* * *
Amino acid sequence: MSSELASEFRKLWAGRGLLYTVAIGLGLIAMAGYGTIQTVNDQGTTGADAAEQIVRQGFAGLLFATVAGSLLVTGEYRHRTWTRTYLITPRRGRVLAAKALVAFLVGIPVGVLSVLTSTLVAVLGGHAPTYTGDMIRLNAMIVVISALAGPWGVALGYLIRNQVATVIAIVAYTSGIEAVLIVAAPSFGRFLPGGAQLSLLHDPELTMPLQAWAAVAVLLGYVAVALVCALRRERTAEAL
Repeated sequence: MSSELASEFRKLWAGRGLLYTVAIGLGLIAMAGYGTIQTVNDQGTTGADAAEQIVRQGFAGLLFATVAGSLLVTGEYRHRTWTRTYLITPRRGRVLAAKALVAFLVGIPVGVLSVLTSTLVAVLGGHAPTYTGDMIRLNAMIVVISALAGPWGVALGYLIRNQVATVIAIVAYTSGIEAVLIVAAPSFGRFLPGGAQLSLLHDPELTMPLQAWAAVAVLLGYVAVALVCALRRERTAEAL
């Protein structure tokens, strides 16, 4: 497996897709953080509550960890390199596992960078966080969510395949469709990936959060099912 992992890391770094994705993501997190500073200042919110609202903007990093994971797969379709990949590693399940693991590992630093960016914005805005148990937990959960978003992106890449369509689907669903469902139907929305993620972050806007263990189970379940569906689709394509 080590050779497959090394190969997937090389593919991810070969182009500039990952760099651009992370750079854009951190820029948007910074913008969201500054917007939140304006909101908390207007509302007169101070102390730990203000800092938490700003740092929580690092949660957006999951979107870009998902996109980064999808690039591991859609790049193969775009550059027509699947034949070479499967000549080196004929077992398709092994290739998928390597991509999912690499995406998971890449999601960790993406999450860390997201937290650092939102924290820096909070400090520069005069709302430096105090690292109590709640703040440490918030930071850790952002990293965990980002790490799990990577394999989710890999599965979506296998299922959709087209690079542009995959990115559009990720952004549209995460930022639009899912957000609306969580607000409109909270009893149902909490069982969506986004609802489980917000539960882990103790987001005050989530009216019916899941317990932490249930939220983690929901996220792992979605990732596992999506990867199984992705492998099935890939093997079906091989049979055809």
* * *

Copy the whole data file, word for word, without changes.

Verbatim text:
Amino acid sequence: MSSELASEFRKLWAGRGLLYTVAIGLGLIAMAGYGTIQTVNDQGTTGADAAEQIVRQGFAGLLFATVAGSLLVTGEYRHRTWTRTYLITPRRGRVLAAKALVAFLVGIPVGVLSVLTSTLVAVLGGHAPTYTGDMIRLNAMIVVISALAGPWGVALGYLIRNQVATVIAIVAYTSGIEAVLIVAAPSFGRFLPGGAQLSLLHDPELTMPLQAWAAVAVLLGYVAVALVCALRRERTAEAL
Repeated sequence: MSSELASEFRKLWAGRGLLYTVAIGLGLIAMAGYGTIQTVNDQGTTGADAAEQIVRQGFAGLLFATVAGSLLVTGEYRHRTWTRTYLITPRRGRVLAAKALVAFLVGIPVGVLSVLTSTLVAVLGGHAPTYTGDMIRLNAMIVVISALAGPWGVALGYLIRNQVATVIAIVAYTSGIEAVLIVAAPSFGRFLPGGAQLSLLHDPELTMPLQAWAAVAVLLGYVAVALVCALRRERTAEAL
């Protein structure tokens, strides 16, 4: 497996897709953080509550960890390199596992960078966080969510395949469709990936959060099912 992992890391770094994705993501997190500073200042919110609202903007990093994971797969379709990949590693399940693991590992630093960016914005805005148990937990959960978003992106890449369509689907669903469902139907929305993620972050806007263990189970379940569906689709394509 080590050779497959090394190969997937090389593919991810070969182009500039990952760099651009992370750079854009951190820029948007910074913008969201500054917007939140304006909101908390207007509302007169101070102390730990203000800092938490700003740092929580690092949660957006999951979107870009998902996109980064999808690039591991859609790049193969775009550059027509699947034949070479499967000549080196004929077992398709092994290739998928390597991509999912690499995406998971890449999601960790993406999450860390997201937290650092939102924290820096909070400090520069005069709302430096105090690292109590709640703040440490918030930071850790952002990293965990980002790490799990990577394999989710890999599965979506296998299922959709087209690079542009995959990115559009990720952004549209995460930022639009899912957000609306969580607000409109909270009893149902909490069982969506986004609802489980917000539960882990103790987001005050989530009216019916899941317990932490249930939220983690929901996220792992979605990732596992999506990867199984992705492998099935890939093997079906091989049979055809």